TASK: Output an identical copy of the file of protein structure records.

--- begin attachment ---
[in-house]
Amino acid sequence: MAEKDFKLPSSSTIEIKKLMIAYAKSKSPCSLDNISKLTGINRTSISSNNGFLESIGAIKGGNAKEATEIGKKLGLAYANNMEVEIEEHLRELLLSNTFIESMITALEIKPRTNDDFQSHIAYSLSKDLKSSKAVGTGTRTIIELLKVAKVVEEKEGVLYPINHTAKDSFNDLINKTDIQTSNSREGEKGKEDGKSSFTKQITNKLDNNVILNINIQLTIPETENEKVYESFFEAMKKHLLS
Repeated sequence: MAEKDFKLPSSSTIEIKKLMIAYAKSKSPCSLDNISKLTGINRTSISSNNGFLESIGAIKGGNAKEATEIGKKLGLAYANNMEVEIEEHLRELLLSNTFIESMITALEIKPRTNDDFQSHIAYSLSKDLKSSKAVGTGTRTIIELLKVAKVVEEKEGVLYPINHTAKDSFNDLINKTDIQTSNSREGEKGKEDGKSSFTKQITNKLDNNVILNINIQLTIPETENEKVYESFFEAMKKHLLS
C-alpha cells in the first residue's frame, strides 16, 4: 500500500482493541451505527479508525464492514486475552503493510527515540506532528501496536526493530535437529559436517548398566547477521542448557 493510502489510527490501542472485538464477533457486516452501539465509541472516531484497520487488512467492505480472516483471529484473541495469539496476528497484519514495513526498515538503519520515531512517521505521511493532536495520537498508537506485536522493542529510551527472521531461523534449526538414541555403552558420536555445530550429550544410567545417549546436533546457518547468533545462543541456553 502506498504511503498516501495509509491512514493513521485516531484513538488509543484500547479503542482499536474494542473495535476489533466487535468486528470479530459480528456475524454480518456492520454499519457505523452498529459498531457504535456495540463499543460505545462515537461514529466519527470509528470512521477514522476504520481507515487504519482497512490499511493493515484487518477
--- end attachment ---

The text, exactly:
[in-house]
Amino acid sequence: MAEKDFKLPSSSTIEIKKLMIAYAKSKSPCSLDNISKLTGINRTSISSNNGFLESIGAIKGGNAKEATEIGKKLGLAYANNMEVEIEEHLRELLLSNTFIESMITALEIKPRTNDDFQSHIAYSLSKDLKSSKAVGTGTRTIIELLKVAKVVEEKEGVLYPINHTAKDSFNDLINKTDIQTSNSREGEKGKEDGKSSFTKQITNKLDNNVILNINIQLTIPETENEKVYESFFEAMKKHLLS
Repeated sequence: MAEKDFKLPSSSTIEIKKLMIAYAKSKSPCSLDNISKLTGINRTSISSNNGFLESIGAIKGGNAKEATEIGKKLGLAYANNMEVEIEEHLRELLLSNTFIESMITALEIKPRTNDDFQSHIAYSLSKDLKSSKAVGTGTRTIIELLKVAKVVEEKEGVLYPINHTAKDSFNDLINKTDIQTSNSREGEKGKEDGKSSFTKQITNKLDNNVILNINIQLTIPETENEKVYESFFEAMKKHLLS
C-alpha cells in the first residue's frame, strides 16, 4: 500500500482493541451505527479508525464492514486475552503493510527515540506532528501496536526493530535437529559436517548398566547477521542448557 493510502489510527490501542472485538464477533457486516452501539465509541472516531484497520487488512467492505480472516483471529484473541495469539496476528497484519514495513526498515538503519520515531512517521505521511493532536495520537498508537506485536522493542529510551527472521531461523534449526538414541555403552558420536555445530550429550544410567545417549546436533546457518547468533545462543541456553 502506498504511503498516501495509509491512514493513521485516531484513538488509543484500547479503542482499536474494542473495535476489533466487535468486528470479530459480528456475524454480518456492520454499519457505523452498529459498531457504535456495540463499543460505545462515537461514529466519527470509528470512521477514522476504520481507515487504519482497512490499511493493515484487518477